Relationship between problems related to child late effects and parent burnout after pediatric hematopoietic stem cell transplantation
2014 (English)In: Pediatric Transplantation, ISSN 1397-3142, E-ISSN 1399-3046Article in journal (Refereed) Published
A few studies have indicated that parents’ reactions to achild’s serious disease may entail long-term stress for the parents.However, further knowledge of its consequences is valuable. The aim ofthe study was to investigate the occurrence of burnout in a Swedishnational sample of parents of children who had undergone HSCT andsurvived. Burnout (Shirom–Melamed Burnout Questionnaire) andestimations of the child’s health status (Lansky/Karnofsky estimationsand study-specific questions) were self-reported by 159 mothers and 123fathers. In addition, physicians made estimations of the child’s healthstatus (Lansky/Karnofsky estimations). Nonparametric tests revealedthat burnout symptoms occurred more often among fathers of childrenwho had undergone transplantation within the last five yr compared tofathers of children with no history of serious disease (34.4% vs. 19.9%).Burnout among mothers and fathers was associated with the child’snumber and severity of health impairments up to five yr after the childunderwent HSCT (Spearman’s rho for mothers 0.26–0.36 and forfathers 0.36–0.61). In conclusion, chronic stress in parents after achild’s HSCT seems to abate eventually. However, parents should bemonitored and offered adequate support when needed. Moreover, thesituation of fathers in the often mother-dominated pediatric settingshould receive more attention in research as well as in the clinic.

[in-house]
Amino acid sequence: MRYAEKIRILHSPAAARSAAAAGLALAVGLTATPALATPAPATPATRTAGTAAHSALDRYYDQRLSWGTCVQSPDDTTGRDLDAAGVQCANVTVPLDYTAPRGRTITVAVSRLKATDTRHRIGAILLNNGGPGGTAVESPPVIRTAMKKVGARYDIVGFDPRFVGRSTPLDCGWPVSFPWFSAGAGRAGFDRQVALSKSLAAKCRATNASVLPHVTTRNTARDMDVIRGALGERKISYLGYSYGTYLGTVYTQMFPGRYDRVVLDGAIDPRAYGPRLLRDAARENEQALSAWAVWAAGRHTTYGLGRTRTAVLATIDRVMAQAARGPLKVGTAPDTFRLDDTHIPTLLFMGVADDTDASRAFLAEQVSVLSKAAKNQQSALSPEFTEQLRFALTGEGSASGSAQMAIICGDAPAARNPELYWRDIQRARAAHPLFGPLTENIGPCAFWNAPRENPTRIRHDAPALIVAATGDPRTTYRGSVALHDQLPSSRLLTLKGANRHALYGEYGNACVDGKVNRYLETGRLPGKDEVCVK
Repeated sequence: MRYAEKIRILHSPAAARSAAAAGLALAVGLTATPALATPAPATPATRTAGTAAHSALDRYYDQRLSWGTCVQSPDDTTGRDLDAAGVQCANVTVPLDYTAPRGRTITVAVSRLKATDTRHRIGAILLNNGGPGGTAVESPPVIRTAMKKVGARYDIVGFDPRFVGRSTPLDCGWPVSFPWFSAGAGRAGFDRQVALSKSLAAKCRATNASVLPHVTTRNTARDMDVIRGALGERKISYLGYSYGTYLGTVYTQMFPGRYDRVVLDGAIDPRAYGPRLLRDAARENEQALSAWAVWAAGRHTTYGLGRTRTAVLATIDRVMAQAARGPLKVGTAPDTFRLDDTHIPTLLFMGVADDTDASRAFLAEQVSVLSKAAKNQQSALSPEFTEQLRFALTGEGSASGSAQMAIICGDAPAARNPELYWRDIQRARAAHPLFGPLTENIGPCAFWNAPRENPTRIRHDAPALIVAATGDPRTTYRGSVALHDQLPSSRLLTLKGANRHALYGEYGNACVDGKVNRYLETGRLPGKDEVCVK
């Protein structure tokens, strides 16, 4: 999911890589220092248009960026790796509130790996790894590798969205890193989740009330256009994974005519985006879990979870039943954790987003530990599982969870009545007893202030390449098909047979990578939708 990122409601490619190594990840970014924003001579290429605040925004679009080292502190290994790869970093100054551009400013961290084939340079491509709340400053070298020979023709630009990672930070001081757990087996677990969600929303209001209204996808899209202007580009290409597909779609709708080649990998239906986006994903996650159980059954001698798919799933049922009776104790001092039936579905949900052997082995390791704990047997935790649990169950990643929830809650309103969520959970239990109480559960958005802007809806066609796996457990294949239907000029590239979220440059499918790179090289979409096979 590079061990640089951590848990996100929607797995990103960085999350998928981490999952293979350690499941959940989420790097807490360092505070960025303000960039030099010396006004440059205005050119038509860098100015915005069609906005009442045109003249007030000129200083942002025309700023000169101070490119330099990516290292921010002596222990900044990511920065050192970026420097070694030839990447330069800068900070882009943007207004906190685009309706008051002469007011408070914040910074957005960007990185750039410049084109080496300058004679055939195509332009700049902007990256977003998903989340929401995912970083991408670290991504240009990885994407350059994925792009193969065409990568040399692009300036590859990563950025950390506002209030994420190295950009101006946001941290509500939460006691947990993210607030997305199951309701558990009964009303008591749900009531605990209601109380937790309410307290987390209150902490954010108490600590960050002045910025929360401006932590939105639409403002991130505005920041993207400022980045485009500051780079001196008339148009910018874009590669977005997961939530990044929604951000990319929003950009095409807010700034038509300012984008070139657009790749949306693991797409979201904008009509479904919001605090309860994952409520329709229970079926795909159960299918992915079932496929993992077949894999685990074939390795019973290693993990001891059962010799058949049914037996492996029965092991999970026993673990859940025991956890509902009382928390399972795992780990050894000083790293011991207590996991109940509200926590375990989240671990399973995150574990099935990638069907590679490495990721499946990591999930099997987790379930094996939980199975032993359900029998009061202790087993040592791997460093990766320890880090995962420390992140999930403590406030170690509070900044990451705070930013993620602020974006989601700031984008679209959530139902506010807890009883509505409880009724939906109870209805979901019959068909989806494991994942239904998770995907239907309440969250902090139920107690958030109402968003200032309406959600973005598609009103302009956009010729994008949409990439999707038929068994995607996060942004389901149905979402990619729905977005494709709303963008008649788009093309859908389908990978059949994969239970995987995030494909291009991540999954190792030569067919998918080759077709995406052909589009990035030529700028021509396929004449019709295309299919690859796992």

Place, publisher, year, edition, pages
Copenhagen: Copenhagen ; Malden, MA : Munksgaard, c1997- , 2014.
Children, Parents, Psychological Stress, Rehabilitation, Stem Cell Transplantation, Quality of Life
Medical and Health Sciences
IdentifiersURN: urn:nbn:se:norden:org:diva-2567DOI: 10.1111/petr.12228.PubMedID: 24483231OAI: oai:DiVA.org:norden-2567DiVA: diva2:704804